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Halve the Hubble constant! (still appears to be 72km/s/Mpc)

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Halve the Hubble constant! (still appears to be 72km/s/Mpc)

Postby John » Sun Jul 09, 2017 8:17 am

Hello Physicists,

If anyone is interested in a radical solution to the dark energy problem, here is quite a simple one.

It's by a change to the usual scalefactor-redshift relation, which can remove the main arguments for an accelerating universe...radical, but true?

4 page paper + appendix attached
scalefactor.doc
Scalefactor.doc
(192.5 KiB) Downloaded 5 times
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Re: Halve the Hubble constant! (still appears to be 72km/s/

Postby JohnDuffield » Sat Jul 15, 2017 2:44 pm

Hi John. That looks interesting. You have an s missing in:

"The conclusion that dark energy exist is from different types of evidence".

And I'm confident that the Robertson-Walker metric is wrong. Your radial ray of light is speeding up.

Funnily enough, I've just written a piece on dark energy. Here's the start of it:

John Duffield wrote:In the Wikipedia dark energy article you can read how the term "dark energy" was coined by Michael Turner in 1998. This was in a paper referring to the type 1a supernovae observations made by the Supernova Cosmology Project and the High-Z Supernova Search Team. Their observations indicated that the expansion of the universe is accelerating, which was contrary to expectations and led to Nobel prizes in 2011:

Image
Expanding universe image courtesy of NASA Goddard Space Flight Centre

However dark energy goes back further than that. As to how far it’s hard to say. There’s an interesting historical paper by Helge Kragh dating from 2011. It’s Preludes to dark energy: Zero-point energy and vacuum speculations. He starts by saying “according to modern physics and cosmology, the universe expands at an increasing rate as the result of a “dark energy” that characterizes empty space”. Kragh also talks about Walther Nernst’s zero-point energy hypothesis dating from 1916. He says “to many physicists and cosmologists, the cosmological constant and the zero-point energy density of vacuum are just two names for the same thing”. That’s interesting.

Vesto Slipher measures galactic redshift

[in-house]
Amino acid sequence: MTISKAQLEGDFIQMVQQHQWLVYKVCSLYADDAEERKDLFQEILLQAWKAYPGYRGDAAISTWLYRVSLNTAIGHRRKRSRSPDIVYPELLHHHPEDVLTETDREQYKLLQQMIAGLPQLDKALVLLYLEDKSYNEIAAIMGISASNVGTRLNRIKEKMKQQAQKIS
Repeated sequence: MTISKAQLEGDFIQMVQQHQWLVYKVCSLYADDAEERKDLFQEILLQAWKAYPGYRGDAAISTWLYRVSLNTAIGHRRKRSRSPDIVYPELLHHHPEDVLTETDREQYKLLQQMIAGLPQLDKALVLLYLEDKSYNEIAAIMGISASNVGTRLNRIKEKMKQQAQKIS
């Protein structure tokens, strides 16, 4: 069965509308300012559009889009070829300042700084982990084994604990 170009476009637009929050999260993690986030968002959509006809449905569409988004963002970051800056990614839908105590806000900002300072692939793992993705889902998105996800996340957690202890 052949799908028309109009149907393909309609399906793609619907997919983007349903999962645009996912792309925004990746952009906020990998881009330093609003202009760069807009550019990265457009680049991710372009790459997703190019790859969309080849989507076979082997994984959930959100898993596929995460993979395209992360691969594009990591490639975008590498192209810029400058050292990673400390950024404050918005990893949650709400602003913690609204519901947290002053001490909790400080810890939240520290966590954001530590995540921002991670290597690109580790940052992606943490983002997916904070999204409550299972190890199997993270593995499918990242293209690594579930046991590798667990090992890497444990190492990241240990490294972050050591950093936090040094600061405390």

Another interesting historical paper was written by Cormac O'Raifeartaigh in 2012. It’s on the contribution of VM Slipher to the discovery of the expanding universe. Way back in 1913 Vesto Slipher had measured a blue-shift for the Andromeda nebula equivalent to 300 km/s. By 1917 he had results for 25 spiral nebulae, of which 21 were red-shifted, by up to 1100 km/s. O'Raifeartaigh says “such large recession velocities were a great anomaly and suggested to some that the spirals could not be gravitationally bound by the Milky Way. Thus, Slipher’s redshift observations became well-known as one argument for the ‘island-universe’ hypothesis”. But not known to Einstein, it would seem.

Einstein’s cosmological constant §1

Dark energy is usually considered to have originated with Einstein’s cosmological constant. See O'Raifeartaigh’s 2017 Physics Today article Albert Einstein and the origins of modern cosmology. It’s about Einstein’s general relativity wherein Gμν = -κTμν. The Gμν term is a tensor that describes the geometry of a region of spacetime, Tμν is a tensor that describes the stress-energy-momentum within that region, and κ is the Einstein constant. The article is also about Einstein’s 1917 paper which added a λgμν term and “laid the foundations of modern theories of the universe”. Einstein’s paper was called cosmological considerations in the general theory of relativity. In the introduction Einstein talked about Poisson’s equation ∇²φ = 4πκρ and how he might describe “boundary conditions” for gravitational potential in an infinite universe. In section §1 Einstein talked about the “Newtonian system of the universe”. He was referring to a universe consisting of an island of stars in an infinite ocean of space...
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